• It establishes a network of collaborators both across MSU departments and with other organizations to conduct innovative and vital research on usability methodologies and accessible Web design topics.
  • It employs graduate and undergraduate students who gain real-world experience in planning and running usability tests as lab associates and who become employable in a wide-cross section of businesses and industries, government agencies, and non-profit organizations.
  • It serves as a regional hub for professional, scholarly, and public discourse about usability and accessibility, holding an annual conference as well as lectureships with notable experts and scholars.

            On the business front, the UAC offers a variety of products and services that include formal usability evaluations to help companies understand what aspects of the products need user interface and accessibility enhancements before customers can enjoy an effective, satisfying experience with their products.

            Many inquiries and requests have come to Director Sarah J. Swierenga since she first came on board in August 2004. (See Sidebar for Sarah’s bio.)  One example is a multi-university research project that examines how blind people form mental models of Web site organization, so that better tools can be developed to enhance their ability to navigate Web sites using assistive technologies. Another project studies what types of course components—for example, lectures, interactive demonstrations, on-line discussions, or e-mail—are most effective for students in e-learning environments. Another is evaluating a Web site’s usability and giving recommendations for its redesign.

The Center’s Facility

            These kinds of projects are just the beginning. The new Center is available for use by businesses and organizations, by university scholars, by students, by those who need consulting and testing on usability and accessibility, by those who are looking for training, and by those who just need a facility to rent for conducting focus groups or videoconferencing meetings.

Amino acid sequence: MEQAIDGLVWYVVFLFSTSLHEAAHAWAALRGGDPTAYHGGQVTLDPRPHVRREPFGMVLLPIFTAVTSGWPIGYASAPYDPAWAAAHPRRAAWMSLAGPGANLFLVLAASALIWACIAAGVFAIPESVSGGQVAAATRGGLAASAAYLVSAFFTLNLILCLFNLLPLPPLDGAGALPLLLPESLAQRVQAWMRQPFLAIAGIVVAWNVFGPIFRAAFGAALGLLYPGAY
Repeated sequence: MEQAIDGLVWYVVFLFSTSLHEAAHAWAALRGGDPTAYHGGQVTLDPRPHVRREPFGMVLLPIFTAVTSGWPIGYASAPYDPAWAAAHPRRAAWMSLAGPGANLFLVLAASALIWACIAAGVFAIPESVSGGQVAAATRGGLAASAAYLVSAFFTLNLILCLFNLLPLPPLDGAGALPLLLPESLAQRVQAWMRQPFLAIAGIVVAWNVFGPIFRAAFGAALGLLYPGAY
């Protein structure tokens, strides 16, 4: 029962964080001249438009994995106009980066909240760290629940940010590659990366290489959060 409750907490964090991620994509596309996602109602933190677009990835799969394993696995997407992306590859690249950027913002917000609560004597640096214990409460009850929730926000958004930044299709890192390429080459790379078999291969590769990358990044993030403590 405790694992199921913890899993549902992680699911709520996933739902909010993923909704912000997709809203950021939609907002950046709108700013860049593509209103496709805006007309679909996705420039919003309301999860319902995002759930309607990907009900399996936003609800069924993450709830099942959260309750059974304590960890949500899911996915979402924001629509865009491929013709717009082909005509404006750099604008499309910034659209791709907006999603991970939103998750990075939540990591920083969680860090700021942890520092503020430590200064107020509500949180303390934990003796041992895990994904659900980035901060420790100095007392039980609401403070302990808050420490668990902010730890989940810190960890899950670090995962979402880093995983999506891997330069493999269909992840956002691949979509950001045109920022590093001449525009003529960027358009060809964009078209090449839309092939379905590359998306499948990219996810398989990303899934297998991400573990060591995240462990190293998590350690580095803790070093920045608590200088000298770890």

The Center’s state-of-the-art facilities were developed in collaboration with prominent figures in the field of usability and accessibility research and facility design.  Drawing on examples and expertise from some of the best labs in government, education, and industry, the MSU team created a facility that incorporates cutting-edge technologies and multipurpose spaces within an aesthetically appealing and accessible business environment. Each of the rooms in the facility has multiple purposes and capacities, and all spaces protect the privacy of individuals and accommodate those with disabilities.

For User Testing– The testing space is equipped with computers; digital video, audio, and screen recording equipment; a document camera; Internet connectivity; and white boards.  Participants are asked to perform a variety of tasks using a Web site or information technology product. Such tasks might include transferring funds from a checking to savings account in a banking Web site, or finding and purchasing a product from an online store.

For Observation – Clients can observe the test activities from observation rooms through live video and audio feeds to individual computers. Mixing and other production equipment are used to create picture-in-a-picture output for live viewing as well as for recording for later analysis and reporting. Observation spaces are also equipped with large video and audio output equipment (large LCD monitors, projectors, etc.).